Cut along that line as well. I do
hope that all made sense.
At the top where you marked 2.5, you need
to round those corners off.
And that is it! You have made your
pattern! That really is the hardest part, and it isn’t even
Step 2: Cut out your fabric.
First, let’s talk fabric.
Flowy. That is a must.
Sheer. That is preferred. If you want it to look like
I used organza on 2 of my capes, and
chiffon on the littlest ones cape. They both worked
great. I found each at Wal-Mart for 3 dollars a yard.
One type even had sparkle’s already in it.
fabric, you ask?
That depends entirely on the length of
Take their length you measured in step 1,
plus the 25 inches and that is how much you will need. So
for my 37 inch girl, I bought 2 yards and I had a bit extra.
Once you have your fabric, you are ready
to cut out. Fold your fabric in half and then lay your
pattern right on top, matching up where you wrote “fold” with the
fold of the fabric. Cut around the pattern but do not cut the
When you get to the neck straps, you will
cut through the fold and around the curve of the pattern, so that
it separates into 2 neck pieces.
That completes Step 2.
Step 3: Finish the Edges
We are doing this so the edges don’t fray
all over the place, but are doing it without the sewing machine.
All you need is a flame.
And a bowl of water. Just in case.
You may want to test this out on your
fabric, but I can vouch for chiffon and organza. They burn
great using this method.
Hold your fabric tightly with both hands.
Move the edge of your fabric along the
blue part of the flame (or the bottom) quickly and smoothly.
Don’t let it sit in one spot too long. It burns. Where
you don’t want it to. (If you’ve never tried this
before, practice on some scrap fabric.)
This will not only leave your edges clean
so they don’t fray, but an added perk is the wavy lettuce edge
they give to your cape. So fun.
Your cape will be completely ready for
the kiddo, as soon as you add a closure to the neck edge.
So in the effort to make this a “no-sew”,
I tested out some seriously sticky back velcro. Just cut out
small squares and stick them on.
It has stuck on great for my older ones
who know how to take it off appropriately. However, the 3
year old has reeked havoc on hers and one velcro piece is coming
off. I think I will sew some sew-on pieces on hers, for safe
keeping. However, I still felt like I could call this
project a “no-sew”.
So sorry if you are angry with me right
Use the method that works for you.
Then I hot glued a little snowflake piece
I found in the button section at Wal-Mart. Nice touch, I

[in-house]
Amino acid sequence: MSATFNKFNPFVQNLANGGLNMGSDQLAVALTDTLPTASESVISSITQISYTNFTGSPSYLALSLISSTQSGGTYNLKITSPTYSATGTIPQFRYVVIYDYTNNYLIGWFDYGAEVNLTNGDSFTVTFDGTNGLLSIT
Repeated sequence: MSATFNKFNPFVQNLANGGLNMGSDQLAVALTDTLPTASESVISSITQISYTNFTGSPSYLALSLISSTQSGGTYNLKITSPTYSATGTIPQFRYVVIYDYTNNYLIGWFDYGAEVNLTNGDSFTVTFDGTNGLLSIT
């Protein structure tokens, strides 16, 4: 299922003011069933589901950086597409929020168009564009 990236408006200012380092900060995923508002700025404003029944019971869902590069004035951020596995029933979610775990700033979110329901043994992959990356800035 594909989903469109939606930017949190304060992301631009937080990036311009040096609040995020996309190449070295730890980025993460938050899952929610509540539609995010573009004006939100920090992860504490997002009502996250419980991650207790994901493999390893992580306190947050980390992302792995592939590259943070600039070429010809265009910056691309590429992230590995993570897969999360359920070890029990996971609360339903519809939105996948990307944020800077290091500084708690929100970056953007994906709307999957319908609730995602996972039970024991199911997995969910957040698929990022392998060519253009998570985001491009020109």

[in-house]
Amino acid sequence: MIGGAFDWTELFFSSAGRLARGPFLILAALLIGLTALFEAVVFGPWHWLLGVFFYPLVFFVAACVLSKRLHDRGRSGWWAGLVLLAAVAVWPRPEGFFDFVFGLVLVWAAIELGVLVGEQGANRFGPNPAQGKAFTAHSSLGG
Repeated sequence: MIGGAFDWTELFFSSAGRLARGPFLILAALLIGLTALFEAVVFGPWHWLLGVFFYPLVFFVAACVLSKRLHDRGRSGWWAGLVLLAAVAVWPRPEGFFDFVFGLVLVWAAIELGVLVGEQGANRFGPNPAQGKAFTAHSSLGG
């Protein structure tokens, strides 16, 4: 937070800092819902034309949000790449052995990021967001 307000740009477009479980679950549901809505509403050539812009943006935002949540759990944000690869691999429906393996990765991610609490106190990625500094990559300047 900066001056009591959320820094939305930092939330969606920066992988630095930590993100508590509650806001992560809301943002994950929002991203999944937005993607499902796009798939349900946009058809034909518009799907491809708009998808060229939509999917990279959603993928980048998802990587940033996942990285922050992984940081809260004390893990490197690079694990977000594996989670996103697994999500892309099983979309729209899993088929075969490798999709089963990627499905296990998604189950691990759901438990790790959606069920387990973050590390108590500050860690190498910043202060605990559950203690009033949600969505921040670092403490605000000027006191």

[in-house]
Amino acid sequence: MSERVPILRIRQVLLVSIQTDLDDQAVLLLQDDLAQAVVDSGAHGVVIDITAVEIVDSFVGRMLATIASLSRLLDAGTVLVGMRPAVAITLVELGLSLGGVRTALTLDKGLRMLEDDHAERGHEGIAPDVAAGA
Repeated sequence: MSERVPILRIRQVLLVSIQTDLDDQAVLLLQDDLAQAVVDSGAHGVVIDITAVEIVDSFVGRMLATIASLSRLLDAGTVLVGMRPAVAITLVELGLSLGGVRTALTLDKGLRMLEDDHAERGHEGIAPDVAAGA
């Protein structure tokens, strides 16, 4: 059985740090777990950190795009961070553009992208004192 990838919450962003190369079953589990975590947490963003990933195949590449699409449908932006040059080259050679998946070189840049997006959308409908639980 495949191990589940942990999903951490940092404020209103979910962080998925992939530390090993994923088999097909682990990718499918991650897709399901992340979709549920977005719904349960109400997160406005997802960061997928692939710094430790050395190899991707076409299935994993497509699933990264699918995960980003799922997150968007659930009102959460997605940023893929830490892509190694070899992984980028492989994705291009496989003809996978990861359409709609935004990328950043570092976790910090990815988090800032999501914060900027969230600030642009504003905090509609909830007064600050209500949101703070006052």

the FUN PART!! Grab your little
Step 4: Decorate!!
For my 3 year old, I simply taped some
snowflake stencils (bought at Hobby Lobby) around her cape. Then I
gave her some glitter fabric paint (also Hobby Lobby) and a brush
and let her paint inside the stencils.
Some turned out great. Others, not
so much….but she loved it!
They are a little hard to see on the
camera, but I think they look really pretty in person.
I also let her soak the fabric with this
spray glitter paint. It surprisingly stays on real well, and
I haven’t seen glitter all over her and my house because of it.
For the 5 year old, we practiced our
First, I printed off some simple
snowflake shapes which I googled. Then, one by one, we put
the paper under the fabric, and she used a bottle of dimensional
fabric paint (with glitter of course, and found at Hobby Lobby),
and traced the design right onto the fabric.
SHE LOVED IT!! Her hand was a little sore towards the
end, but she loved it. It dried beautifully.
So for my 7 year old, we got a little
Heat and Bond. Wal-Mart sells it
for pennies. I bought a yard of it on the bolt and dug
through my fabric scraps for some white fabric. Heat and
Bond is a product that is fusible with heat, on two sides. I
followed the directions and fused one side to my white fabric.
Then I cut random sized squares out of
So at this point, the scrap of white
fabric is fabric on one side and paper on the other. My girl
and I folded and cut as many snowflakes as we could out of these
squares. It was easy, seeing how one side was paper.
If you do this, make sure you use good fabric scissors.
She then peeled off the paper side of the snowflakes and I
ironed them down where she put them. The heat and bond
makes it so the fabric will not fray.
Don’t you just love the result!!
And we had so much fun seeing who could come up with the
goofiest looking snowflakes!
Wow! Longest post ever!
Do let me know if you jump in on the
I’m sure your girls, whatever age they
are, will enjoy making their cape – just as much as they do
Loved being here!! Thanks Make It
and Love It readers!!